Hyperpigmentation is the term used to describe any type of abnormal dark area of the skin, this includes melasma, freckles and sun spots. When we treat hyperpigmentation in the skin, it is important to understand that the melanocyte is not functioning properly, so it overproduces melanosomes and the excess melanin can not be evenly distributed among the keratinocytys. As the cells rise to the surface of the skin they cause over pigmented or dark spots. When the skin is exfoliated with AHA’s, chemical peels or microdermabrasion, the hyperpigmentation will appear lighter because some of the top layers of skin have been removed and the pigment is less dense (temporarily). The pigment is still there, it is just appears lighter and the melanocyte is still not functioning properlly, so in a few weeks as the top skin layers are replaced the pigment will appear dark again. Tanning will also further stimulate the melanocyte causing darker pigmentation to develop and Melasma will become worse. Hydroquinone works to suppress the melanocyte and is an excellent way to treat the pregnancy mask. For best results Hydroquinone can be used in conjunction with exfoliating treatments. I understand this description may be a little difficult to understand, so if I have lost you, you can come in for a consultation and I will use visual aids to better explain the cause and treatment for hyperpigmentation.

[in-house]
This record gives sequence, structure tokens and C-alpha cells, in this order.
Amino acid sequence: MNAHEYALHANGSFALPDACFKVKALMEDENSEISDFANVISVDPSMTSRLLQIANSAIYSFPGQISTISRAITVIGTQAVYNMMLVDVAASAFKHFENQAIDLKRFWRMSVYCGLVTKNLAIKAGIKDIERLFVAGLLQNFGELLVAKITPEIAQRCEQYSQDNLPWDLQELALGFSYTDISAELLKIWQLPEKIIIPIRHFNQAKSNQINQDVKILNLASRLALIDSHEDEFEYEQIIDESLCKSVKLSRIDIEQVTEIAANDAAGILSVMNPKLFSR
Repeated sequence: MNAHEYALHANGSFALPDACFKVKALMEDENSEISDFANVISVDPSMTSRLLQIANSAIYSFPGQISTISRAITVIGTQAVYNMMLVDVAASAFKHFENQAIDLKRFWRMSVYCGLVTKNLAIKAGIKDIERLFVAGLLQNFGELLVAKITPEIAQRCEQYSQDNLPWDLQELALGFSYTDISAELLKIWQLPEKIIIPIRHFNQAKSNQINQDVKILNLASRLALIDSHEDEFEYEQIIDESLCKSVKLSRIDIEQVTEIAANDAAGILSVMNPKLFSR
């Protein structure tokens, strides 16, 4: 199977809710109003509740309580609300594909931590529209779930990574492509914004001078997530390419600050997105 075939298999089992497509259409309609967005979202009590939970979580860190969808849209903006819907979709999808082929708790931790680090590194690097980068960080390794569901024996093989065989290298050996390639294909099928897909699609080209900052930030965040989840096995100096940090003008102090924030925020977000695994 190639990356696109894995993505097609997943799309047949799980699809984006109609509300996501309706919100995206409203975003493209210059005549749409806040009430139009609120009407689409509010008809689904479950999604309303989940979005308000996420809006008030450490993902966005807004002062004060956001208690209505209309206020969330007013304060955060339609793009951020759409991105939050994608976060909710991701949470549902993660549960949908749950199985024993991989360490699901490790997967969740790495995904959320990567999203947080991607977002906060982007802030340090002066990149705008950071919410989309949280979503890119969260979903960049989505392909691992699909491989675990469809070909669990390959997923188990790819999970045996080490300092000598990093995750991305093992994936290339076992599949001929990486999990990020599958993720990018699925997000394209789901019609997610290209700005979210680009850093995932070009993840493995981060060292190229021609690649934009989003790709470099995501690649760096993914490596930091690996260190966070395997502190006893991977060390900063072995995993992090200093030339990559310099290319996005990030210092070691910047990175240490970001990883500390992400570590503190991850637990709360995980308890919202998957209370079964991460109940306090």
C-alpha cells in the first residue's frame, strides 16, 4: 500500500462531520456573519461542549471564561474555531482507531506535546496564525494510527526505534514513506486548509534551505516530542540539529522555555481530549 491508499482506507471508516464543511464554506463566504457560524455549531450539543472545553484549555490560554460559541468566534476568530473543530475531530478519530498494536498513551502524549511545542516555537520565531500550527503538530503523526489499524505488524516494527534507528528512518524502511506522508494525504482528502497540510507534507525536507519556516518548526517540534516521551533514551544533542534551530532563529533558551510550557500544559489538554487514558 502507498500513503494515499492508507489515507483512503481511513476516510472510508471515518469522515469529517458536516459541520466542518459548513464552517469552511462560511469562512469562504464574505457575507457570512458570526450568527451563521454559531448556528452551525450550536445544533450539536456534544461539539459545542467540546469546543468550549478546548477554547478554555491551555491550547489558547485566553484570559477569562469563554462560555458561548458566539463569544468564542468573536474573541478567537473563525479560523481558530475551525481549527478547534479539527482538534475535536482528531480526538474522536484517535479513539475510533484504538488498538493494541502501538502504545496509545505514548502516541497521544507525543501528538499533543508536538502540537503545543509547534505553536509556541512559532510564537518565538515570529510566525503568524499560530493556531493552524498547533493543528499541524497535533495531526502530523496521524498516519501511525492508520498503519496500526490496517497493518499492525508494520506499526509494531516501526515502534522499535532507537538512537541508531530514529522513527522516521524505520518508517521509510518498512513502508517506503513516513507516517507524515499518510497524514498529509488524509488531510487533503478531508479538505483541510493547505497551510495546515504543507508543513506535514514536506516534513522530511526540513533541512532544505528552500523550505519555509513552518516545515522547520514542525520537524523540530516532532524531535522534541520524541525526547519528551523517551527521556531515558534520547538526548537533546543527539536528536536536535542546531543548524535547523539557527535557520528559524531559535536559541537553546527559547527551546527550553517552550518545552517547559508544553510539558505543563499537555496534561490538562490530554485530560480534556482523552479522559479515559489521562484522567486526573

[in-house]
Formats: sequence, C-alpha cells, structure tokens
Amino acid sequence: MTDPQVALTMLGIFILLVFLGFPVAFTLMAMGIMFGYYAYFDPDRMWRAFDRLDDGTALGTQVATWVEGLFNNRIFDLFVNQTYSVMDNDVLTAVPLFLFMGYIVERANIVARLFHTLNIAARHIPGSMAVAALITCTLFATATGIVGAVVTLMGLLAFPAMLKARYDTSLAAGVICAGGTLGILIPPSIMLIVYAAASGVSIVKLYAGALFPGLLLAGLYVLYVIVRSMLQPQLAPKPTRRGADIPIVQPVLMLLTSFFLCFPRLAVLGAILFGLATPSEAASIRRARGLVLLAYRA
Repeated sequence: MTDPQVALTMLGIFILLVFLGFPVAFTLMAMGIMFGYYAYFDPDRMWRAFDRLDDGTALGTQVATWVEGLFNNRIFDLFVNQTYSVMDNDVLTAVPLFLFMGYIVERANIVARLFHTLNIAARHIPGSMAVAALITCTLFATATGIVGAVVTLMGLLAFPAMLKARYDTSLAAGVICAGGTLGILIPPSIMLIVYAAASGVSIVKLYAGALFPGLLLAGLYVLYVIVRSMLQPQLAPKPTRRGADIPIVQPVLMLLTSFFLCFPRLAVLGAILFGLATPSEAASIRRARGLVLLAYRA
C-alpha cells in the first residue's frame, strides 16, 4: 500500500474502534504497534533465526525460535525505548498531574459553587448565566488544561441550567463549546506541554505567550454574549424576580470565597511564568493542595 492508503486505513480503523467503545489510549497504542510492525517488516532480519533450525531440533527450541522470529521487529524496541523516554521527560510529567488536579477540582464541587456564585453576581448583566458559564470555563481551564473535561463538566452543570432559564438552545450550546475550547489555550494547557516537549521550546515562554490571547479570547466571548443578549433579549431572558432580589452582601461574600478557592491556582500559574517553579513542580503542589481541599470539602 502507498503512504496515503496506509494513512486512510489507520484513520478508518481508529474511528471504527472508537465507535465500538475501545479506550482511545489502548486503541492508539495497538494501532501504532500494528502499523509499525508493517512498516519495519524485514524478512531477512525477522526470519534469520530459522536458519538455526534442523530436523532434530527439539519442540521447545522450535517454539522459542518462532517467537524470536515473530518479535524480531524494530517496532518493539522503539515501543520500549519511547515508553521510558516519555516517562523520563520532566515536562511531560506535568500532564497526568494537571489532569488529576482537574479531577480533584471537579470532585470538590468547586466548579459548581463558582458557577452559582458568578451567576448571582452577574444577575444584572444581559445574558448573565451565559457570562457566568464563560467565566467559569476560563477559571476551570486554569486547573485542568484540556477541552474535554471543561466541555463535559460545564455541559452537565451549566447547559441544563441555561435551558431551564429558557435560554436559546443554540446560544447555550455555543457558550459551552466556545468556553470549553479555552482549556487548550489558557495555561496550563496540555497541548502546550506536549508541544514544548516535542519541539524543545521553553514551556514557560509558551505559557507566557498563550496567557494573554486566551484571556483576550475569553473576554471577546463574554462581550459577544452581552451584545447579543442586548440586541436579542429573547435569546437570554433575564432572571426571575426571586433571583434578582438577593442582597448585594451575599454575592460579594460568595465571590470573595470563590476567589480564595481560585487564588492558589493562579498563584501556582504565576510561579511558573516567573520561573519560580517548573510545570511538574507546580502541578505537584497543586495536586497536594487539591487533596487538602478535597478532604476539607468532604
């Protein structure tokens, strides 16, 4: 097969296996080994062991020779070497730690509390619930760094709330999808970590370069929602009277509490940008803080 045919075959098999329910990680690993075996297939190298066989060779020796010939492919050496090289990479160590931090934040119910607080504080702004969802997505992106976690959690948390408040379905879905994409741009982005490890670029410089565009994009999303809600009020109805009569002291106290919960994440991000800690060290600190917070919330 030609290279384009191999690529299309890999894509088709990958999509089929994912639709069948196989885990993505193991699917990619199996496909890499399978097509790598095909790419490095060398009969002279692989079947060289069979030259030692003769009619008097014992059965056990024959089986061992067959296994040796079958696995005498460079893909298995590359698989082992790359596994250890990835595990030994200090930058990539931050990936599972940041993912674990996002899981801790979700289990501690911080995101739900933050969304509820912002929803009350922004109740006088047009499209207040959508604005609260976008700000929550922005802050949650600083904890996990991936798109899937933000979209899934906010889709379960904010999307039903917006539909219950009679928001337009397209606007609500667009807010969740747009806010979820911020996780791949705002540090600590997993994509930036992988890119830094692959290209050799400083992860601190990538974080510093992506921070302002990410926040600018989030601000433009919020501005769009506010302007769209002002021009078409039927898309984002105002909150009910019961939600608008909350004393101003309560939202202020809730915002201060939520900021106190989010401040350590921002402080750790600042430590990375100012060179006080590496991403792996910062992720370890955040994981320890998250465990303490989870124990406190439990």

Melasma: My Personal Story